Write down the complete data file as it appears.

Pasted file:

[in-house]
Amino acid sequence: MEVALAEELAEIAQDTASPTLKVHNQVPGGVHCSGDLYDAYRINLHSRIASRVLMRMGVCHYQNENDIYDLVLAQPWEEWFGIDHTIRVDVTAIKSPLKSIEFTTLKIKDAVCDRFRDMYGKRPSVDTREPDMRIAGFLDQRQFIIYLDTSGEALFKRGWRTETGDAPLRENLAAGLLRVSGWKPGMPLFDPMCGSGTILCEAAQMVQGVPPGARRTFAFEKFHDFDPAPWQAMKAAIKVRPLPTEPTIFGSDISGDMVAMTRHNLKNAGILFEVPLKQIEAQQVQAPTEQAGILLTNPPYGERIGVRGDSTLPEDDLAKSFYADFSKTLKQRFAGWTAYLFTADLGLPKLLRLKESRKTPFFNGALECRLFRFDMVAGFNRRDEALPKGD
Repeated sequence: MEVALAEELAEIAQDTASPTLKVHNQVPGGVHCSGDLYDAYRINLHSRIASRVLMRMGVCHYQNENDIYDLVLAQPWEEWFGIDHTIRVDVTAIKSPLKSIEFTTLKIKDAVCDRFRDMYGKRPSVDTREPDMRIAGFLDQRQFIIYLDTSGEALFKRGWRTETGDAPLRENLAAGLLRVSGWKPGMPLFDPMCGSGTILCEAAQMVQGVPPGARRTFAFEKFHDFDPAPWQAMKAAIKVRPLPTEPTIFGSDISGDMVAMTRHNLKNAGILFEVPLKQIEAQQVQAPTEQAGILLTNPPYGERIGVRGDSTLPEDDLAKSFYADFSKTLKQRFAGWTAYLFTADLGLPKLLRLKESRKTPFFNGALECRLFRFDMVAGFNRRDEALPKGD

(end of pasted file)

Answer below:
[in-house]
Amino acid sequence: MEVALAEELAEIAQDTASPTLKVHNQVPGGVHCSGDLYDAYRINLHSRIASRVLMRMGVCHYQNENDIYDLVLAQPWEEWFGIDHTIRVDVTAIKSPLKSIEFTTLKIKDAVCDRFRDMYGKRPSVDTREPDMRIAGFLDQRQFIIYLDTSGEALFKRGWRTETGDAPLRENLAAGLLRVSGWKPGMPLFDPMCGSGTILCEAAQMVQGVPPGARRTFAFEKFHDFDPAPWQAMKAAIKVRPLPTEPTIFGSDISGDMVAMTRHNLKNAGILFEVPLKQIEAQQVQAPTEQAGILLTNPPYGERIGVRGDSTLPEDDLAKSFYADFSKTLKQRFAGWTAYLFTADLGLPKLLRLKESRKTPFFNGALECRLFRFDMVAGFNRRDEALPKGD
Repeated sequence: MEVALAEELAEIAQDTASPTLKVHNQVPGGVHCSGDLYDAYRINLHSRIASRVLMRMGVCHYQNENDIYDLVLAQPWEEWFGIDHTIRVDVTAIKSPLKSIEFTTLKIKDAVCDRFRDMYGKRPSVDTREPDMRIAGFLDQRQFIIYLDTSGEALFKRGWRTETGDAPLRENLAAGLLRVSGWKPGMPLFDPMCGSGTILCEAAQMVQGVPPGARRTFAFEKFHDFDPAPWQAMKAAIKVRPLPTEPTIFGSDISGDMVAMTRHNLKNAGILFEVPLKQIEAQQVQAPTEQAGILLTNPPYGERIGVRGDSTLPEDDLAKSFYADFSKTLKQRFAGWTAYLFTADLGLPKLLRLKESRKTPFFNGALECRLFRFDMVAGFNRRDEALPKGD